George S. Hawkins (lawyer)

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George S. Hawkins

George S. Hawkins is General Manager of the DC Water and Sewer Authority (DC Water). He is also a lawyer, college professor and environmentalist. He has worked in the environmental industry, as a corporate lawyer and as a regulator.

He was named to his current post in a unanimous vote September 3, 2009 by the Board of Directors.[1] With an operating and capital budget of nearly $800 million, DC Water provides drinking water delivery and wastewater collection and treatment for a population of more than 600,000 in the District of Columbia, as well as the millions of people who work in or visit the District. DC Water also treats wastewater for a population of 1.6 million in Montgomery and Prince George's counties in Maryland, and Fairfax and Loudoun counties in Virginia. The Authority operates the world's largest advanced wastewater treatment plant at Blue Plains.[2]

Education[edit]

George Sherman Hawkins was born to Edward Jackson Hawkins and Barbara Rollo Hawkins in Cleveland, Ohio. He graduated summa cum laude from Princeton University in 1983 and cum laude from Harvard Law School in 1987.[3] Since 1999, Hawkins has taught Environmental Law and Policy for the Princeton Environment Institute at Princeton University.[2][4]

Career[edit]

Hawkins began his career practicing law for the Boston firm Ropes & Gray, and is a member of the Bar in both Massachusetts and the District of Columbia.

Early in his career, Hawkins served as Executive Director of the Stony Brook-Millstone Watershed Association [1] and held senior posts with the United States Environmental Protection Agency (U.S. EPA) including Senior Assistant Regional Counsel and Special Assistant to the Regional Administrator. He served Vice President Al Gore on the National Performance Review, and worked in environmental protection programs at the United States Environmental Protection Agency and the US Occupational Safety and Health Administration (OSHA).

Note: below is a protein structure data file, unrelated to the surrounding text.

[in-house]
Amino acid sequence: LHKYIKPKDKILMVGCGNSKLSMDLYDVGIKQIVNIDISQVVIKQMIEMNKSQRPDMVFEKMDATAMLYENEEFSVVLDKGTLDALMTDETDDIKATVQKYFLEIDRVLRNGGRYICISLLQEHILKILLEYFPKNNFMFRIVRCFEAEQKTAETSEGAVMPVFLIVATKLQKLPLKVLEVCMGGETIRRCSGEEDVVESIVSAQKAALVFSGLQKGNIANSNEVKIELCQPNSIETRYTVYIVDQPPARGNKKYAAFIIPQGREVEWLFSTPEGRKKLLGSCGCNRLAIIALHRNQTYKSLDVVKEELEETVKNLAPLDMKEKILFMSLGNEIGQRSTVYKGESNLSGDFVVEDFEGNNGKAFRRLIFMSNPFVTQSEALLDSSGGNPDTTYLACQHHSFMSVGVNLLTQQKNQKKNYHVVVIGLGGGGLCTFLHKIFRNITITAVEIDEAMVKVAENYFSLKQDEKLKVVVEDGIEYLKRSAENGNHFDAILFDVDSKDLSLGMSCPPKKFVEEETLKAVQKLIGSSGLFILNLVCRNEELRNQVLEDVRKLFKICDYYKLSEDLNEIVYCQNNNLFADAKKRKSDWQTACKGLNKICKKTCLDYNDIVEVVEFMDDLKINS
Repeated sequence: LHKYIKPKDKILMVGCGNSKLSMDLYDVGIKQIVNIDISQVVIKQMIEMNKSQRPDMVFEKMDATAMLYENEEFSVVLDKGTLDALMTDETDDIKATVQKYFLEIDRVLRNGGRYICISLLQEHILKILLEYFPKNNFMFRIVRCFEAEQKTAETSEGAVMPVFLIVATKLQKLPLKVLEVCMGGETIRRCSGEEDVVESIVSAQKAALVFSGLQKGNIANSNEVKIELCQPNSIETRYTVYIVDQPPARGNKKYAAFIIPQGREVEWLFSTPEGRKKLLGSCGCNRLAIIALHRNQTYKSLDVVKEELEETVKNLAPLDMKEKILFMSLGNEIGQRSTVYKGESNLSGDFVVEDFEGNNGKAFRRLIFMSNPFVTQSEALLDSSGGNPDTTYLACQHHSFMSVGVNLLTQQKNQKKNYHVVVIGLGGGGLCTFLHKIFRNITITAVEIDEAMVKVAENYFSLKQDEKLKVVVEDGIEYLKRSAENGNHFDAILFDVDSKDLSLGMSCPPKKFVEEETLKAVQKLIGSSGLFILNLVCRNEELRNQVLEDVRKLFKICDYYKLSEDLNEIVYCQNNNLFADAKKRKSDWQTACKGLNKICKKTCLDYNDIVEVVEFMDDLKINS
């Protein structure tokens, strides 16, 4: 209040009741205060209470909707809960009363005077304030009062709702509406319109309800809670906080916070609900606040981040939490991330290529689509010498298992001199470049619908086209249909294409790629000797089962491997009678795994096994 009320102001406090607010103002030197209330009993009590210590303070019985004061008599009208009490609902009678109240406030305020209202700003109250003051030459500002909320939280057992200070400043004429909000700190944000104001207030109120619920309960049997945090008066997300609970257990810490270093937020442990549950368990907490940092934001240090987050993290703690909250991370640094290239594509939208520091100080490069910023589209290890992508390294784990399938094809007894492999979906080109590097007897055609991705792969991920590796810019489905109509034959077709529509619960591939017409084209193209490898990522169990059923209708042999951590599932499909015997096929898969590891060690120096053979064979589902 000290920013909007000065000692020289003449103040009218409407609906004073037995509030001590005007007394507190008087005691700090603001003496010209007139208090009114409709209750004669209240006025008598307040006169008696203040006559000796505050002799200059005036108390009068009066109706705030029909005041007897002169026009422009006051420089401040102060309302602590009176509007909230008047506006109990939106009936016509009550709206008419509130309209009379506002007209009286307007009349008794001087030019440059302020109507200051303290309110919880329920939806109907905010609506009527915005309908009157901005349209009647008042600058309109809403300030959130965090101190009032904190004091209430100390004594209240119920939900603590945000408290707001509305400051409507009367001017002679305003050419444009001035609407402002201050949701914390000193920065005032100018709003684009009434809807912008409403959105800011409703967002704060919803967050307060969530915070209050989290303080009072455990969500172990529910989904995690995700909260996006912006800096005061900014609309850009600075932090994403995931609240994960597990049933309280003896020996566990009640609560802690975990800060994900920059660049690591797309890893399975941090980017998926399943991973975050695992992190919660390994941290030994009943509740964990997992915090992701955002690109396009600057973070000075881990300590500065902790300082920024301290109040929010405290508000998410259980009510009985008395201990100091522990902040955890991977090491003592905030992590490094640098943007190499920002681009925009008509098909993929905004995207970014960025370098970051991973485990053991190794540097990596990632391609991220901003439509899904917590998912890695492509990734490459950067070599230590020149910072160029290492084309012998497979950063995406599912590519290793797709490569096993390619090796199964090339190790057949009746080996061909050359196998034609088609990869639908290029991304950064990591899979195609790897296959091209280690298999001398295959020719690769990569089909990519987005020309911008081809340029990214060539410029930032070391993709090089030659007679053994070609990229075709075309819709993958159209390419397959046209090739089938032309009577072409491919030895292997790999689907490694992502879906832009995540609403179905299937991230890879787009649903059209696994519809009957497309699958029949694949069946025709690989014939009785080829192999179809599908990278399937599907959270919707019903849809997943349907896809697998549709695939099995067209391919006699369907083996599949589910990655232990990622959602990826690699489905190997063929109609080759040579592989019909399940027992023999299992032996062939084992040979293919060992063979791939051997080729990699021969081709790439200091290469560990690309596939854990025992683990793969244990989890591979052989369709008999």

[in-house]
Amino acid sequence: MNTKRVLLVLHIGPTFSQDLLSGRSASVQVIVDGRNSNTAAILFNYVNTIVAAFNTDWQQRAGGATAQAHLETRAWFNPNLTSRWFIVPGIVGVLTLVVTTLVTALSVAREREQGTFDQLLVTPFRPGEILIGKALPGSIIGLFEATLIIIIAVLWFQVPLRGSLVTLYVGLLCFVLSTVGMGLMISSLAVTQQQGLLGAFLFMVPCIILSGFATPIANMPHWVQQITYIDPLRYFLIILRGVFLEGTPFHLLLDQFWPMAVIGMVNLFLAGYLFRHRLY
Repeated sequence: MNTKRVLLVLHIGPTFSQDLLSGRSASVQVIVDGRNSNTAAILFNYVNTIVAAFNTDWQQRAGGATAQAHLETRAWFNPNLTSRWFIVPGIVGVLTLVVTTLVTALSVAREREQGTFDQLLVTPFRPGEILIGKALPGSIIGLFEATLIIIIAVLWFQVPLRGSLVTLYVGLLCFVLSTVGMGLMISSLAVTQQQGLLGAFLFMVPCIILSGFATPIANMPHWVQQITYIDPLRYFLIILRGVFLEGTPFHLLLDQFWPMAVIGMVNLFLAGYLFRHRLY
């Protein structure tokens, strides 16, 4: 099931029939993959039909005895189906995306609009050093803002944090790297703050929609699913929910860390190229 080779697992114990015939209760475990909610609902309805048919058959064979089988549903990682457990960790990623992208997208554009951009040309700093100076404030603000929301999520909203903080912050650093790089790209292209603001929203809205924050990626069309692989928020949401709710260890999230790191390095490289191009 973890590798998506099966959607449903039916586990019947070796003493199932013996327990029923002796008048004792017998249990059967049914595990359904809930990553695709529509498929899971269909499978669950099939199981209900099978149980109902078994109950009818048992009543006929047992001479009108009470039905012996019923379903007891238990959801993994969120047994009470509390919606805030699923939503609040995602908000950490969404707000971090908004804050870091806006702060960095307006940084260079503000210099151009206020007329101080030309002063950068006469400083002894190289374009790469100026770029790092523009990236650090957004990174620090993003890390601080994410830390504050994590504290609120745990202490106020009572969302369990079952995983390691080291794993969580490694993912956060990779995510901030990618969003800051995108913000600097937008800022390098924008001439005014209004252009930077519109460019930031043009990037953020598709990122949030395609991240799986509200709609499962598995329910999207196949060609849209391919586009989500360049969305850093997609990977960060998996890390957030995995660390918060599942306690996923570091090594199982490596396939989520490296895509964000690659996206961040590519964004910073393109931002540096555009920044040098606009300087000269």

Hawkins was Executive Director of New Jersey Future [2], a non-profit organization which, under his leadership, advocated earnestly for smart growth.[5] While there, Hawkins worked with Governor Jon Corzine's office to develop transit stations in urban areas.[5][6]

He then moved to the District of Columbia to head the District Department of the Environment.[7] Hawkins led a project by the District to reduce childhood exposure to lead hazards.[8] He negotiated and oversaw the implementation of the nation's most stringent federal permit[9] to reduce pollutants from stormwater runoff. He managed the nation's a low-income energy assistance program, including energy conservation and home weatherization.[10] Hawkins launched and chaired the Mayor's Green Team, which coordinates the District Government's internal sustainability program across more than 40 agencies.[11] He also launched the Mayor's Green Summer Job Corps, a program serving several hundred District youth providing summer jobs in environmental cleanups and public education.[12]